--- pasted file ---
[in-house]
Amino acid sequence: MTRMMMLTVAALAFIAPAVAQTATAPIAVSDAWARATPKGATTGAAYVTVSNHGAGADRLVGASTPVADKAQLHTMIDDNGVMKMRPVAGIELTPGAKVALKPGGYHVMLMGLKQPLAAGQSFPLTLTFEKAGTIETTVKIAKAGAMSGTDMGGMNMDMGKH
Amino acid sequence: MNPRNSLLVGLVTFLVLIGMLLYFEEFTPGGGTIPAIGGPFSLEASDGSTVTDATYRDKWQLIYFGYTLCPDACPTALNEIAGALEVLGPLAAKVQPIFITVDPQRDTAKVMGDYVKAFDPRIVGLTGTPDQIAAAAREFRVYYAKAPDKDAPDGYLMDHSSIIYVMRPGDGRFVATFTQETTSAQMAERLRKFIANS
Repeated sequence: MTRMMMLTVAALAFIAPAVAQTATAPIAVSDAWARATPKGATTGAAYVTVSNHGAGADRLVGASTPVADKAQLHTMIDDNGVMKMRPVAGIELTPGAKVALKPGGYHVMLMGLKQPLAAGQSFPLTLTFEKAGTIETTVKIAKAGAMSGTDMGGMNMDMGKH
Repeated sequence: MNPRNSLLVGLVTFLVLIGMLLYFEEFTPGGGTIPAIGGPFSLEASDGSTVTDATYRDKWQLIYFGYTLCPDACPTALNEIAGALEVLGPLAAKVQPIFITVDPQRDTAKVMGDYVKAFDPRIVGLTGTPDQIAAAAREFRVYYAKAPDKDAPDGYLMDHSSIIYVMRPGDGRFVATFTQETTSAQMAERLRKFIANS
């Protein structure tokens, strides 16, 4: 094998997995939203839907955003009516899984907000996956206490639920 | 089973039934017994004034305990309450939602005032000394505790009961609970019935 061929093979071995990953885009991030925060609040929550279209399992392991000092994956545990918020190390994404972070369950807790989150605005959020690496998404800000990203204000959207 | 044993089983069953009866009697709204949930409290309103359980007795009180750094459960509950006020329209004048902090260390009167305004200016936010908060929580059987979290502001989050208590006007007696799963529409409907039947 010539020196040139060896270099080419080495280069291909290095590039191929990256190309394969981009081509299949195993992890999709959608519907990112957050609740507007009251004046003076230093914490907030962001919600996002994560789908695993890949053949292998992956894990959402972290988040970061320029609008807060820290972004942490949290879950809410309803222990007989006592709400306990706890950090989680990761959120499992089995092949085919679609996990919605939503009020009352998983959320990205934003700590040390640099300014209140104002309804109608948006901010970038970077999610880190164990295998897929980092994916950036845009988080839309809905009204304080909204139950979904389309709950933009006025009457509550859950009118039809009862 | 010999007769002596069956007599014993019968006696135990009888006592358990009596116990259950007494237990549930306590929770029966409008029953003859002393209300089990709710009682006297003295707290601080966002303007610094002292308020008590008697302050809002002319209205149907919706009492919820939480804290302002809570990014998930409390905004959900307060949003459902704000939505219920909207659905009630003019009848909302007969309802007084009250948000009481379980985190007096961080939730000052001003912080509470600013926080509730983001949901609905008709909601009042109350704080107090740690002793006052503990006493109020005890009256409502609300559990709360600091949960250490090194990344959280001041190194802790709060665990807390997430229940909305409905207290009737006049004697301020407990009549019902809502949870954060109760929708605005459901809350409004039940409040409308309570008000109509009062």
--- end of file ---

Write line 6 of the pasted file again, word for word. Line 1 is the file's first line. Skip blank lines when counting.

């Protein structure tokens, strides 16, 4: 094998997995939203839907955003009516899984907000996956206490639920 | 089973039934017994004034305990309450939602005032000394505790009961609970019935 061929093979071995990953885009991030925060609040929550279209399992392991000092994956545990918020190390994404972070369950807790989150605005959020690496998404800000990203204000959207 | 044993089983069953009866009697709204949930409290309103359980007795009180750094459960509950006020329209004048902090260390009167305004200016936010908060929580059987979290502001989050208590006007007696799963529409409907039947 010539020196040139060896270099080419080495280069291909290095590039191929990256190309394969981009081509299949195993992890999709959608519907990112957050609740507007009251004046003076230093914490907030962001919600996002994560789908695993890949053949292998992956894990959402972290988040970061320029609008807060820290972004942490949290879950809410309803222990007989006592709400306990706890950090989680990761959120499992089995092949085919679609996990919605939503009020009352998983959320990205934003700590040390640099300014209140104002309804109608948006901010970038970077999610880190164990295998897929980092994916950036845009988080839309809905009204304080909204139950979904389309709950933009006025009457509550859950009118039809009862 | 010999007769002596069956007599014993019968006696135990009888006592358990009596116990259950007494237990549930306590929770029966409008029953003859002393209300089990709710009682006297003295707290601080966002303007610094002292308020008590008697302050809002002319209205149907919706009492919820939480804290302002809570990014998930409390905004959900307060949003459902704000939505219920909207659905009630003019009848909302007969309802007084009250948000009481379980985190007096961080939730000052001003912080509470600013926080509730983001949901609905008709909601009042109350704080107090740690002793006052503990006493109020005890009256409502609300559990709360600091949960250490090194990344959280001041190194802790709060665990807390997430229940909305409905207290009737006049004697301020407990009549019902809502949870954060109760929708605005459901809350409004039940409040409308309570008000109509009062």